Vienna is using a smart cultural approach to boost car-free travel. To cut vehicle emissions and boost public transportation, the Austrian capital will reward people who move around the city on foot, by bicycle, or by public transit with free access to museums and concerts. The city will track users’ movements across the city, and their chosen mode of transit, via an app. Apart from measuring the distance covered by an individual, the app will also calculate the CO2 savings made. Once the user has stored up to 20 kilograms of carbon savings, they will get a “culture token” they can exchange for a ticket to various arts venues such as the Volkstheater, the Vienna Museum, the Kunsthalle, and the Konzerthaus.
If the plan turns out to be successful, the scheme will be rolled out to the entire capital.
7. Bear the rescue dog saves koalas during the Australian bushfires
The terrible Australian bushfires of early 2020 burnt an estimated 18.6 million hectares (186,000 square kilometers) and killed or displaced almost 3 billion animals, including more than 61,000 koalas. In those grim times, however, an Australian Koolie dog, who was abandoned by his family, helped track and save several koalas.
Bear, a five-year-old high-energy dog, who is a part of Queensland's University of Sunshine Coast's (USC), was tasked with finding Koalas injured in Australia's devastating bushfires and managed to rescue more than 100 individuals trapped in the affected areas of New South Wales and Queensland. The rescued koalas were relocated to a safe place all thanks to the brave and lovable hero who continues saving other animals even today.
8. 59-year-old man with diabetes runs from Disneyland to Disney World
Don Muchow, 59, was diagnosed with Type 1 diabetes in 1972. However, that didn’t stop the marketing director from Dallas to make history in April 2021 when he finished running 2,761 miles (4,443km) in 88 days from Disneyland in California to Disney World in Florida. After defying limitations from the disease for decades, Don wanted to prove to others that they too can do the same.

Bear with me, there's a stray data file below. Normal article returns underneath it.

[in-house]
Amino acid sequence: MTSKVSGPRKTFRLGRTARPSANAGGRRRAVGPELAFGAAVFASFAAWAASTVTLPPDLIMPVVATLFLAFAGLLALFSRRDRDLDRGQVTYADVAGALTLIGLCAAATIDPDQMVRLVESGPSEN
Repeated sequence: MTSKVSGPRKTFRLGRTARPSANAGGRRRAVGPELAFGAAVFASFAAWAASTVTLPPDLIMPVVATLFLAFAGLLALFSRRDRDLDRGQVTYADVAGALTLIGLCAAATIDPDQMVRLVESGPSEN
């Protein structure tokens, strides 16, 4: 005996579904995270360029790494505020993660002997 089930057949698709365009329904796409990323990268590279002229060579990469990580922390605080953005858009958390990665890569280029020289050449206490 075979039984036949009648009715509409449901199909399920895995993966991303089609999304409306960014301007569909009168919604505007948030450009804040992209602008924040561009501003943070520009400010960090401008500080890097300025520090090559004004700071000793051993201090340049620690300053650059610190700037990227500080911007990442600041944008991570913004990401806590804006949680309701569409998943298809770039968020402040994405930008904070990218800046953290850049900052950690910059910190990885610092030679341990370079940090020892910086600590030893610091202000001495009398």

According to Don, the journey wasn't as physically straining as it was psychologically. The COVID pandemic and the death of his father just a few weeks in did take a mental toll on him mentally but he didn’t give up.
"Disney is all about keeping dreams alive for all ages," Muchow said in a statement. "My message to everyone out there is that 'Epic is for everyone.' The Disney folks say it best: 'If you can dream it, you can do it.' When the journey's a little harder, the achievement is even sweeter."
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9. A colony of dormice will get their own road to help the animals thrive
Dormice (Muscardinus avellanarius) are mouse-like rodents native to the woodlands of Africa, Asia, and Europe. These pocket-sized mammals have been in trouble because of the continued loss of their habitat and the warming of the climate. These cute animals were also an integral part of the English countryside but the species has declined by more than 50 percent since 2000 in Great Britain.
To help stop the species from disappearing altogether, Highways England has built two bridges across the highway near Little Linford Wood, Buckinghamshire, to preserve a colony of dormice that have made their home on the verge of a motorway there. The authorities hope that the bridges will join two dormice habitats together and allow the animals to travel safely further afield. There are also plans for planting around the bridges and setting up cameras that will help monitor the animal movements.
10. The “wheelchair of the future” that can climb stairs
A revolutionary stair-climbing wheelchair can change the future development of mobility devices for the disabled. Designed by a group of young Swiss inventors, this wheelchair, named Scewo, can move up and down stairs with the help of a set of game-changing, retractable rubber tracks. This novel innovation helps users reach previously inaccessible places. The designers also say that the tracks adapt to the angle of the stair automatically while keeping the user level at all times.
Scewo, which was developed in partnership with Zurich’s Federal Institute of Technology and University of the Arts, was awarded the first prize in the transport category at the Beazley Designs of the Year 2017 and is being touted as “wheelchair of the future”.